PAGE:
For Love of the Game - The Golden Boys
by Keith Wahl
The feedback from our "At the Movies" series and the coinciding CG Podcast has led us on a path to continue this exploration of the spiritual lessons we can learn from our favorite baseball movies. Enjoy this month's focus on For Love of the Game!
“I’ve always been a Tiger.”
One of the early scenes in For Love of the Game sets up a profound tension that is felt by every generation - dealing with change and growth that feels out of your control. Mr. Wheeler, the owner of the Tigers, is selling the team and wants to trade Billy to the Giants. Chapel’s response is the quote above.
They talk about the “golden boys” - the guys who played for the same team forever. Having grown up on George Brett and Cal Ripken, Jr., I understand this sentiment deeply. It would have offended the sensibilities of anyone who lived through the 1980s for either of those men to be traded from the Royals and Orioles, respectively. Anyone who grew up with Derek Jeter and the Yankees would understand the same thing. The important thing to remember is that these torch bearers are the exception, not the rule.
Wheeler goes so far as to say that the game stinks and that everything has changed. Chapel quickly corrects him and simply says, “The game doesn’t stink, Mr. Wheeler. It’s a great game.” And Chapel is right - it’s not that the game is changing, it’s what people value that is changing.
It’s in these times of rapid change and new growth when those of us who attempt to hold on to timeless principles feel like we’re getting dumped off the boat. Yet I wonder if those of us who espouse to faith in Christ really live out a life of Love, Discipline, Grace, and Forgiveness. Do we walk with a faith that shows that we accept that the effect of truth is rarely immediate? Do we believe that the little will become big like the mustard seed? Are we shaken too quickly by the ebbs and flows of culture?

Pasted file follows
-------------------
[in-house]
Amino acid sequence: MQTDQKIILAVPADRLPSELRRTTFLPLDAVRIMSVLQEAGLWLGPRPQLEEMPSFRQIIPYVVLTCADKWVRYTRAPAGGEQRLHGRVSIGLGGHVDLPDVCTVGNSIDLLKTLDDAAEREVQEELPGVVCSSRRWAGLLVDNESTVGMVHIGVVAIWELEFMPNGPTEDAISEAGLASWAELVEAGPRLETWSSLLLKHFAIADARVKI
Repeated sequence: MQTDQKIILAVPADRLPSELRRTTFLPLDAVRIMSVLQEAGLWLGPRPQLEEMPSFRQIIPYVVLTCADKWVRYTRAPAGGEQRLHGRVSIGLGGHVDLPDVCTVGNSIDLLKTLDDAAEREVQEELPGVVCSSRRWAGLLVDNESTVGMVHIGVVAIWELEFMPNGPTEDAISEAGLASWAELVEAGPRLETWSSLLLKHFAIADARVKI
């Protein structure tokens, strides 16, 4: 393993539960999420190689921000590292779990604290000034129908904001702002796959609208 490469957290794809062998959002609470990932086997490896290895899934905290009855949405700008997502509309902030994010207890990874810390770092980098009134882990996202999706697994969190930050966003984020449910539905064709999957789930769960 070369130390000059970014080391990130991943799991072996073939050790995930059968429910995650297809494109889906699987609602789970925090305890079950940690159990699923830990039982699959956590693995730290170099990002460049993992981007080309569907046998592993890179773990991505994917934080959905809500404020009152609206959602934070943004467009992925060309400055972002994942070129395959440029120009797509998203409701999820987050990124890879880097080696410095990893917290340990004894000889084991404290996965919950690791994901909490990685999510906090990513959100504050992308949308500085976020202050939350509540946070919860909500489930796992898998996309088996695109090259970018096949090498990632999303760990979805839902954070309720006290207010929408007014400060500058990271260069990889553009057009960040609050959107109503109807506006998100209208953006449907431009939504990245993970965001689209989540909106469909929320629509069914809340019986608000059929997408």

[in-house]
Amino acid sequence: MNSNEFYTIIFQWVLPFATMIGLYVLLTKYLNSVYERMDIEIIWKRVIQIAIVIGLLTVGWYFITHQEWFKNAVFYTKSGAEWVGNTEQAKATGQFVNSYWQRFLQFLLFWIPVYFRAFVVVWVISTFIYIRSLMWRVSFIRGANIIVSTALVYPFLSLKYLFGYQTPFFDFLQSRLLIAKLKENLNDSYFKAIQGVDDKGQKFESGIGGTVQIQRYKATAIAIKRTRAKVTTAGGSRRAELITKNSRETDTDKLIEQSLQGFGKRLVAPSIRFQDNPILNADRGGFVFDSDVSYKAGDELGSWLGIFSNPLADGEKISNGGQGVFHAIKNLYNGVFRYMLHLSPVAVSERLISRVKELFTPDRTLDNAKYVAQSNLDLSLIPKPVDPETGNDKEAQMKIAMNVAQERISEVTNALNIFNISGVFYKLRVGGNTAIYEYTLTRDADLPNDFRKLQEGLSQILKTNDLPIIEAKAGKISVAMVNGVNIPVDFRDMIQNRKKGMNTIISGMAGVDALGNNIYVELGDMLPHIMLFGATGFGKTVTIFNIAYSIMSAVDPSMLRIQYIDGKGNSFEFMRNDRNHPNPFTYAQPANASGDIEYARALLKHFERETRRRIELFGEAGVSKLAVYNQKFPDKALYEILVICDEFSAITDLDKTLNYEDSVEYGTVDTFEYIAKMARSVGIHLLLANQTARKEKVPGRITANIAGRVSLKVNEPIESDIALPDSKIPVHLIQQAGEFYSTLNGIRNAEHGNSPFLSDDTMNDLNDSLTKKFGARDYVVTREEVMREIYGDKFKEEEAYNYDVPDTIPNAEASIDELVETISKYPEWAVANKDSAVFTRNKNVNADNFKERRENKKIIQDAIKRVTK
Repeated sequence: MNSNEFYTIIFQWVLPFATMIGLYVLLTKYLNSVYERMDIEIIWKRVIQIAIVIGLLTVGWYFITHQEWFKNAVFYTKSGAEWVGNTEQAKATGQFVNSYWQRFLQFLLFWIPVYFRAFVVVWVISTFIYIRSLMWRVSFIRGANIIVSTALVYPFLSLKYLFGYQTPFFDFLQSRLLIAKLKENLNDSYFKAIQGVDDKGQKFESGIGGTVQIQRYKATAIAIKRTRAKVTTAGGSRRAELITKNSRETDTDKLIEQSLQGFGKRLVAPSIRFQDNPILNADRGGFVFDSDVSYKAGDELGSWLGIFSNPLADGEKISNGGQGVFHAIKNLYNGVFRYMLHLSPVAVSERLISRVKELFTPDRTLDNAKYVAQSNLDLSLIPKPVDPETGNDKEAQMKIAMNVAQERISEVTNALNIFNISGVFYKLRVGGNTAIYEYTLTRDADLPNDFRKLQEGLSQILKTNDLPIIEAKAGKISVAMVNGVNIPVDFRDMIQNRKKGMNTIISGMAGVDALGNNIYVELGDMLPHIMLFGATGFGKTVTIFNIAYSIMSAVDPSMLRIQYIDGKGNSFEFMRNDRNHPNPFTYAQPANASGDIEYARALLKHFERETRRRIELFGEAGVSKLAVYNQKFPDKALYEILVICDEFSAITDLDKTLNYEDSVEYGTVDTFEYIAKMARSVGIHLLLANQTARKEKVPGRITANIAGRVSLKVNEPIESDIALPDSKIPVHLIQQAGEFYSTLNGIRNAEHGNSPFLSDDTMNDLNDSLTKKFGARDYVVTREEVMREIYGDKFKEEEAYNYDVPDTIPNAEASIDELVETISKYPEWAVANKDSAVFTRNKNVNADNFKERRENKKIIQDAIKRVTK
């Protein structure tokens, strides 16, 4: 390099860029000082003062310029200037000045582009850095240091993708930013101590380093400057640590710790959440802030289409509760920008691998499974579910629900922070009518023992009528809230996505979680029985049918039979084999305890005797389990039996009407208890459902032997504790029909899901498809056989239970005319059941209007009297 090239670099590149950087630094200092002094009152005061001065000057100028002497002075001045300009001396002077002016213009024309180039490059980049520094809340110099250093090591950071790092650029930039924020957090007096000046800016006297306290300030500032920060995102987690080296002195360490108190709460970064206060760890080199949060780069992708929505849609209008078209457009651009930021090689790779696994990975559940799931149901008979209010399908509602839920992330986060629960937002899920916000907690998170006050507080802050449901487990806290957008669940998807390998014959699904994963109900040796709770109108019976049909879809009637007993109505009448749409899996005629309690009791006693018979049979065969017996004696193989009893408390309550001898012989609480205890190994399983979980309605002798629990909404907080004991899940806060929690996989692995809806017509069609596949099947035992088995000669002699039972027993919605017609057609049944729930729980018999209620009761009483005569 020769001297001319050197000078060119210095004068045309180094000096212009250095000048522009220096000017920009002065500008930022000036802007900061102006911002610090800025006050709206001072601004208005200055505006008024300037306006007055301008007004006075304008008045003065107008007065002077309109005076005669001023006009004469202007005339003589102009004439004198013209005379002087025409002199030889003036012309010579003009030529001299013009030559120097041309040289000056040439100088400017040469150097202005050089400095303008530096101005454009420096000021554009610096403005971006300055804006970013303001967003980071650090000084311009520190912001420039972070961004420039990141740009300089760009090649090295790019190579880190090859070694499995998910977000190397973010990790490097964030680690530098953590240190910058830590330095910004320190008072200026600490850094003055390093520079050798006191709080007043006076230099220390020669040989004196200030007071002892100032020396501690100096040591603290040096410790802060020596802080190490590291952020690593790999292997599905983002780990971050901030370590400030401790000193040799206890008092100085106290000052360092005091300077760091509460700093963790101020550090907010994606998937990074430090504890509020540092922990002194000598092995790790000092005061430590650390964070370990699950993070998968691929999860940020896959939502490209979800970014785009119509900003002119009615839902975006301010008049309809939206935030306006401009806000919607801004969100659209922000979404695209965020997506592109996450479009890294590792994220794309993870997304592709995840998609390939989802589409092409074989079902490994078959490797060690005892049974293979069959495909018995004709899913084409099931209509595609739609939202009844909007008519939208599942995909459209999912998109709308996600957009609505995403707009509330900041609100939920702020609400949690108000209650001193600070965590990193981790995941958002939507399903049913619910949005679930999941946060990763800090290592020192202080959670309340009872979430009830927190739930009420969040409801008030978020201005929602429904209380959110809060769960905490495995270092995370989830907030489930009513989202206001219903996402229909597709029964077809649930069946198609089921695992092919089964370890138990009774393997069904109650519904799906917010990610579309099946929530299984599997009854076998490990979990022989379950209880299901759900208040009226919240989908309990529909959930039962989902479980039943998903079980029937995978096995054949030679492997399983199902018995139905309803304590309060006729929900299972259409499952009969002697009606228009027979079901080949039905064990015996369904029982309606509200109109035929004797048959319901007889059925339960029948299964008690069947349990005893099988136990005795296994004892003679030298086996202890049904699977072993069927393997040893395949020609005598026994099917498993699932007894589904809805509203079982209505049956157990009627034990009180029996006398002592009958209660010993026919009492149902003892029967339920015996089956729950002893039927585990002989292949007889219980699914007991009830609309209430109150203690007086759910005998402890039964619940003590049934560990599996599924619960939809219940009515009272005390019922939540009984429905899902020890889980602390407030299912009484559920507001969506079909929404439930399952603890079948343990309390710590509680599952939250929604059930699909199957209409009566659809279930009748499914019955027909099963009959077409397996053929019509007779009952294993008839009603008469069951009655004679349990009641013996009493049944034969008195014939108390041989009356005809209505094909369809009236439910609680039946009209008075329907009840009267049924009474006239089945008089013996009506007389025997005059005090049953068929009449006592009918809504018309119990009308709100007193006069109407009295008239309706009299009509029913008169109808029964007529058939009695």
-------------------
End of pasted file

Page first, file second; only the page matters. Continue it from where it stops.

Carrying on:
There is a great challenge in recognizing that the world will throw us away the same way it has all of the generations before us. It’s a sobering reminder. All we can do is seek live out a long life of faith where others might say that all of those things in the previous paragraph were evident in our lives. We once wanted a long career in baseball like Billy Chapel’s and we all seem to desire a long life, but are we willing to live with all the Lord gives us through the ups and downs, ebbs and flows, joy and injuries?
I’d say it this way - may Christ hold on to us that the Royals held on to George Brett. In this case, I think Brett’s a better example than Ripken or Jeter. Brett won one World Series and that was in his 13th season. Brett never played 162 games. In fact, he only played more than 150 six times in 21 years. It was a different era but he hit 30 home runs once, and only drove in more than 100 runs four times. He was golden, but imperfect. In spite of that and how the world of analytics may view him today, he was (and to many still is) the Royals.
Our Christian community could use more of us impacting our local churches the way Brett did the Royals - with obvious imperfection sewn together with a deep desire for longevity. May we have the grace to give one another in such a pursuit as we become the “golden boys” to those around us.